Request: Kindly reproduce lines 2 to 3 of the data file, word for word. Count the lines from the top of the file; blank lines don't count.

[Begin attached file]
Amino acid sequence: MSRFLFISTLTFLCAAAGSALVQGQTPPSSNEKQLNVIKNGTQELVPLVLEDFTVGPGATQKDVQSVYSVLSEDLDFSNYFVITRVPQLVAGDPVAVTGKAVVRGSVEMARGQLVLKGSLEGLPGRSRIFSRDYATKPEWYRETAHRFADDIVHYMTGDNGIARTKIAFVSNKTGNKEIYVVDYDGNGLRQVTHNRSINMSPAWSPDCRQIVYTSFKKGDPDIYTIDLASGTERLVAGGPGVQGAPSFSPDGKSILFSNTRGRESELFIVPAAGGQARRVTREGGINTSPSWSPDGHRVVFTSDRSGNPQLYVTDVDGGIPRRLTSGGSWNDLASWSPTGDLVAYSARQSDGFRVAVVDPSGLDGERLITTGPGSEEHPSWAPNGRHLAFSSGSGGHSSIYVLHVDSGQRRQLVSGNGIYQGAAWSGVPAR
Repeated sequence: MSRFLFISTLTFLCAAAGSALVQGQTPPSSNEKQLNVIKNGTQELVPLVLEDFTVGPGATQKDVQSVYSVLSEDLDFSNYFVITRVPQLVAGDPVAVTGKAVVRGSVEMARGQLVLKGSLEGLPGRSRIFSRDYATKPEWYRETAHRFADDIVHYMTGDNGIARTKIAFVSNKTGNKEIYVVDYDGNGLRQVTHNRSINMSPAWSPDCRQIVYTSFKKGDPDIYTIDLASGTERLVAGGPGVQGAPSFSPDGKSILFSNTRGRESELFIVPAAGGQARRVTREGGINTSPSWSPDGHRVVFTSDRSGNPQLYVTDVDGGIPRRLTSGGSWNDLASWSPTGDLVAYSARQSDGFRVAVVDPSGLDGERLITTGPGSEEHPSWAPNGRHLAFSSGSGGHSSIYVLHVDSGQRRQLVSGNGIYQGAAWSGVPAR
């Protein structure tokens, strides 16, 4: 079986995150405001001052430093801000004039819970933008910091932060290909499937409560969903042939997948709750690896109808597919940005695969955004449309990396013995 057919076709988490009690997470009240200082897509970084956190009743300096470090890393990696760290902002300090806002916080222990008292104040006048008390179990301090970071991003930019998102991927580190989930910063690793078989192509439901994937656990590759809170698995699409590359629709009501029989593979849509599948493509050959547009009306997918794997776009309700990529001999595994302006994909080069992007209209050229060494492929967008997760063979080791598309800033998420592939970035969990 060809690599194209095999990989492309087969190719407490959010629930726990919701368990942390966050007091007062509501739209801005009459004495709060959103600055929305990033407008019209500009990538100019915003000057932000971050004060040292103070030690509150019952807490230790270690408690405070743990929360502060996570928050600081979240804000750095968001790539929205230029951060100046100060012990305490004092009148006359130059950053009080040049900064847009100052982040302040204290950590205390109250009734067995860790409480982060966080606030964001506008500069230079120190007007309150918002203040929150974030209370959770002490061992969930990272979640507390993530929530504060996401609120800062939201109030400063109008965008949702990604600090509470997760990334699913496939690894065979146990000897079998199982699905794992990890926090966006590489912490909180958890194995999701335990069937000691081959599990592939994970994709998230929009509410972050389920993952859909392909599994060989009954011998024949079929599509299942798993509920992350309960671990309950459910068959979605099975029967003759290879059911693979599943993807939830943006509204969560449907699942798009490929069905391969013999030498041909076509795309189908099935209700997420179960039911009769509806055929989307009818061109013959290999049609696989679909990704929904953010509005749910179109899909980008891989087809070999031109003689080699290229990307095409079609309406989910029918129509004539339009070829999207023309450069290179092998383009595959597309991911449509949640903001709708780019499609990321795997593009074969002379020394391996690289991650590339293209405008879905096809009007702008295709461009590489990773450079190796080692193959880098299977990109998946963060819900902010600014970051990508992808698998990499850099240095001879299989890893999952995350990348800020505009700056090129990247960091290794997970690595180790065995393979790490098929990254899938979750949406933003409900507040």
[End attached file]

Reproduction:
Repeated sequence: MSRFLFISTLTFLCAAAGSALVQGQTPPSSNEKQLNVIKNGTQELVPLVLEDFTVGPGATQKDVQSVYSVLSEDLDFSNYFVITRVPQLVAGDPVAVTGKAVVRGSVEMARGQLVLKGSLEGLPGRSRIFSRDYATKPEWYRETAHRFADDIVHYMTGDNGIARTKIAFVSNKTGNKEIYVVDYDGNGLRQVTHNRSINMSPAWSPDCRQIVYTSFKKGDPDIYTIDLASGTERLVAGGPGVQGAPSFSPDGKSILFSNTRGRESELFIVPAAGGQARRVTREGGINTSPSWSPDGHRVVFTSDRSGNPQLYVTDVDGGIPRRLTSGGSWNDLASWSPTGDLVAYSARQSDGFRVAVVDPSGLDGERLITTGPGSEEHPSWAPNGRHLAFSSGSGGHSSIYVLHVDSGQRRQLVSGNGIYQGAAWSGVPAR
């Protein structure tokens, strides 16, 4: 079986995150405001001052430093801000004039819970933008910091932060290909499937409560969903042939997948709750690896109808597919940005695969955004449309990396013995 057919076709988490009690997470009240200082897509970084956190009743300096470090890393990696760290902002300090806002916080222990008292104040006048008390179990301090970071991003930019998102991927580190989930910063690793078989192509439901994937656990590759809170698995699409590359629709009501029989593979849509599948493509050959547009009306997918794997776009309700990529001999595994302006994909080069992007209209050229060494492929967008997760063979080791598309800033998420592939970035969990 060809690599194209095999990989492309087969190719407490959010629930726990919701368990942390966050007091007062509501739209801005009459004495709060959103600055929305990033407008019209500009990538100019915003000057932000971050004060040292103070030690509150019952807490230790270690408690405070743990929360502060996570928050600081979240804000750095968001790539929205230029951060100046100060012990305490004092009148006359130059950053009080040049900064847009100052982040302040204290950590205390109250009734067995860790409480982060966080606030964001506008500069230079120190007007309150918002203040929150974030209370959770002490061992969930990272979640507390993530929530504060996401609120800062939201109030400063109008965008949702990604600090509470997760990334699913496939690894065979146990000897079998199982699905794992990890926090966006590489912490909180958890194995999701335990069937000691081959599990592939994970994709998230929009509410972050389920993952859909392909599994060989009954011998024949079929599509299942798993509920992350309960671990309950459910068959979605099975029967003759290879059911693979599943993807939830943006509204969560449907699942798009490929069905391969013999030498041909076509795309189908099935209700997420179960039911009769509806055929989307009818061109013959290999049609696989679909990704929904953010509005749910179109899909980008891989087809070999031109003689080699290229990307095409079609309406989910029918129509004539339009070829999207023309450069290179092998383009595959597309991911449509949640903001709708780019499609990321795997593009074969002379020394391996690289991650590339293209405008879905096809009007702008295709461009590489990773450079190796080692193959880098299977990109998946963060819900902010600014970051990508992808698998990499850099240095001879299989890893999952995350990348800020505009700056090129990247960091290794997970690595180790065995393979790490098929990254899938979750949406933003409900507040």